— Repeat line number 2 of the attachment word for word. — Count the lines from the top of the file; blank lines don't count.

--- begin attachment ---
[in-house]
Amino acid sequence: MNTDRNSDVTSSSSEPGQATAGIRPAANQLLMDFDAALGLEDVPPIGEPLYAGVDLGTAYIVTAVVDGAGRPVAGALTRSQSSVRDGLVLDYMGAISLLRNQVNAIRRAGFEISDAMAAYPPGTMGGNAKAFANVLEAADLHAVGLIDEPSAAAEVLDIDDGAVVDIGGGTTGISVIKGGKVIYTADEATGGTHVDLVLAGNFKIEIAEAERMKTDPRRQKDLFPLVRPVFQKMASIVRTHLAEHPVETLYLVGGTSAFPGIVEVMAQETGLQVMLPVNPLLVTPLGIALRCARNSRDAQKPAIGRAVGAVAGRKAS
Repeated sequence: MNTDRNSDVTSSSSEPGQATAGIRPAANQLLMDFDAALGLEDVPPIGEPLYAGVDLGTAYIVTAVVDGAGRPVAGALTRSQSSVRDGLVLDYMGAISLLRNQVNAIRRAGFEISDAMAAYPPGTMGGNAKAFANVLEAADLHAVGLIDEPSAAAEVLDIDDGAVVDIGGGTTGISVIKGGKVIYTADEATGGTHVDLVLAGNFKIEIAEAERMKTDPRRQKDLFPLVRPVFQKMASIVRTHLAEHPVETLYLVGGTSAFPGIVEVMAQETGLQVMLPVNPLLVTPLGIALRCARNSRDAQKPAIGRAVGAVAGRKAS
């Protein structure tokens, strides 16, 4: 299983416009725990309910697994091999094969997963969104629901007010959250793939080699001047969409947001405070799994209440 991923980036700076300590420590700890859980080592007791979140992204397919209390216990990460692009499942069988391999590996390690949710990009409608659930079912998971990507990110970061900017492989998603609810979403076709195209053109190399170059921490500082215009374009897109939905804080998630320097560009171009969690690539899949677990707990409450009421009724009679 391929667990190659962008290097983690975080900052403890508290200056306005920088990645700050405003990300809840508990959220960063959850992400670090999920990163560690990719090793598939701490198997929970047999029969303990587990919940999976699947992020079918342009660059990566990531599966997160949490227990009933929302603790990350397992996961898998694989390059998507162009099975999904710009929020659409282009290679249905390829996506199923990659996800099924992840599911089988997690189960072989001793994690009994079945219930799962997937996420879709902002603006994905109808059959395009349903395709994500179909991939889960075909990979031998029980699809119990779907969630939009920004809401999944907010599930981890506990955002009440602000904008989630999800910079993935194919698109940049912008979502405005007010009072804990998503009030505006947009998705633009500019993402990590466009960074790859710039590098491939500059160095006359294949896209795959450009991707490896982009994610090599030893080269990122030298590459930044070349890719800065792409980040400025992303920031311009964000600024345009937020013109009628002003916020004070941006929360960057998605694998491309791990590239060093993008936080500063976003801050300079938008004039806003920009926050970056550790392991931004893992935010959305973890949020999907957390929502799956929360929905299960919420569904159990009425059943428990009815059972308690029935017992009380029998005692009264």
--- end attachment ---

Amino acid sequence: MNTDRNSDVTSSSSEPGQATAGIRPAANQLLMDFDAALGLEDVPPIGEPLYAGVDLGTAYIVTAVVDGAGRPVAGALTRSQSSVRDGLVLDYMGAISLLRNQVNAIRRAGFEISDAMAAYPPGTMGGNAKAFANVLEAADLHAVGLIDEPSAAAEVLDIDDGAVVDIGGGTTGISVIKGGKVIYTADEATGGTHVDLVLAGNFKIEIAEAERMKTDPRRQKDLFPLVRPVFQKMASIVRTHLAEHPVETLYLVGGTSAFPGIVEVMAQETGLQVMLPVNPLLVTPLGIALRCARNSRDAQKPAIGRAVGAVAGRKAS